by Roly Anderson
TECHNICAL: JPG image provided. Exposure good: no clipped highlights or shadows. Good raw materials for post-processing.
Composition is traditional and literal—the kind of composition that many photographers would make. It's unremarkable. Including so much is good for the record but probably doesn't really capture what you felt at the time of beholding the scene. Am I right? ;-)
CRITIQUE: Sorry if my opening remarks seem dismissive, Roly. But I think I'm close to the mark. You and I were the only ones at The Backwash on that morning after the workshop. I remember you saying something like "Look at that light. It's like the dawn of the earth."
When I look at your image, there's really nothing to criticise. It ticks the traditional camera club style boxes. But it's not memorable. It doesn't say to me "The photographer has captured a seascape with exquisite light evocative of the dawn of the earth".
Your comment on that morning tells me that you are a person who can tune into the feeling of a place and time. Wonderful. At the time of capture, consider how you might be able to make that come through in the finished image. Imagine what a shot you'd have if you'd zoomed in to give more presence to the wave and the light from the sun filtering through it (B).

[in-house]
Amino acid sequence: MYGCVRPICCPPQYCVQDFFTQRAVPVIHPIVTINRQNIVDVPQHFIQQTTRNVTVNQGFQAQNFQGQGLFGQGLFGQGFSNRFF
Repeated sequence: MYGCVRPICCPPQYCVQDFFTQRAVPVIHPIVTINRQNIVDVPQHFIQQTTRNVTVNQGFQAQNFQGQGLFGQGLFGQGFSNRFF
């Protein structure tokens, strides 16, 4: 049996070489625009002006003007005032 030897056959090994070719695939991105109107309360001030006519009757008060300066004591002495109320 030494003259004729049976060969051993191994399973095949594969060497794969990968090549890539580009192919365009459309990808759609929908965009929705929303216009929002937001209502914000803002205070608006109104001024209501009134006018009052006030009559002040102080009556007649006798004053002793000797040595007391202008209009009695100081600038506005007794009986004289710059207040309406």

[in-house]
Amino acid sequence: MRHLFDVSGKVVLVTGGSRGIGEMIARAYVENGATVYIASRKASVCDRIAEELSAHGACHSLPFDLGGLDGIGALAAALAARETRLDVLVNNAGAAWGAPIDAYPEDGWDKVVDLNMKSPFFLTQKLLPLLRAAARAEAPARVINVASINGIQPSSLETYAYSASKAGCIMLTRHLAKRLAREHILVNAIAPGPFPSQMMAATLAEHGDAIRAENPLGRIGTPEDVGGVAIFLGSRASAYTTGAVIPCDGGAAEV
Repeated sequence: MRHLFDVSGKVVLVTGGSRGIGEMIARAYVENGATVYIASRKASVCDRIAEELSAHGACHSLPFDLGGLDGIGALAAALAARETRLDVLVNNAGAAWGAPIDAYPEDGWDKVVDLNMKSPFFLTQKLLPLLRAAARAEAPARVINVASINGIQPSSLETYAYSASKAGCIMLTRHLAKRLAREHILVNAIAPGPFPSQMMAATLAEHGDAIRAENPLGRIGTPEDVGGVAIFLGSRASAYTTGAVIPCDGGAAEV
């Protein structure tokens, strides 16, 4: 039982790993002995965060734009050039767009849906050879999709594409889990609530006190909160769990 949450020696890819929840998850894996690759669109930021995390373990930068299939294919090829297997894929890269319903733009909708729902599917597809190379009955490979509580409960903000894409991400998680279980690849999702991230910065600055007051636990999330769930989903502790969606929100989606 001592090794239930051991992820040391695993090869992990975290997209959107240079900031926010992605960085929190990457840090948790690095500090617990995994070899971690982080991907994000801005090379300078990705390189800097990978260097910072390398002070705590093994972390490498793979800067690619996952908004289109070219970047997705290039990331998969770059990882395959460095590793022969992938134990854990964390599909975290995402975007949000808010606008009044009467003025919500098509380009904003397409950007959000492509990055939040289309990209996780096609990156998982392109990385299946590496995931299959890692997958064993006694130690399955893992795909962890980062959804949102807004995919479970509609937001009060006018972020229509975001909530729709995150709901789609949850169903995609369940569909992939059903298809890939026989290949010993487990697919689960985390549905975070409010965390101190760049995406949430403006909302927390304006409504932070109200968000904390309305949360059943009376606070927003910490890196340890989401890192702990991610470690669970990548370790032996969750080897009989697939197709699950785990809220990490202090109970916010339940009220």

In processing your image, Roly, I've tried to bring out something more than a literal record of what we experienced during that sunrise. Here's how I went about it...
INTERPRETATION by Rob in Lightroom: Captured with a focal length of 30mm on an APS sensor, the image has 'normal' perspective—neither wide-angle or telephoto. The light on the horizon below dark grey clouds is compelling and you've captured the detonation of a wave in a strong position. I could have cut emphatically to the chase with a zoomed in crop (A) but decided that would be throwing away too many pixels. Perhaps it would have been better if you'd zoomed in to have more of the action to play with?
I've tried to improve the image, and create a better allusion to the dawn of time, by taking a vertical format crop and retaining some of the interest of the foreground rocks. I've also tried to make more of the implied curve (C) in the arrangement of sun, wave and rocks.
Added two +positive exposure, orange-tinted, radial gradients (about 0.5 stops each), with their axes tilted to follow the curve (C). Added a heavy vignette. The result allows some of the light from the sunrise to be carried into the foreground. ®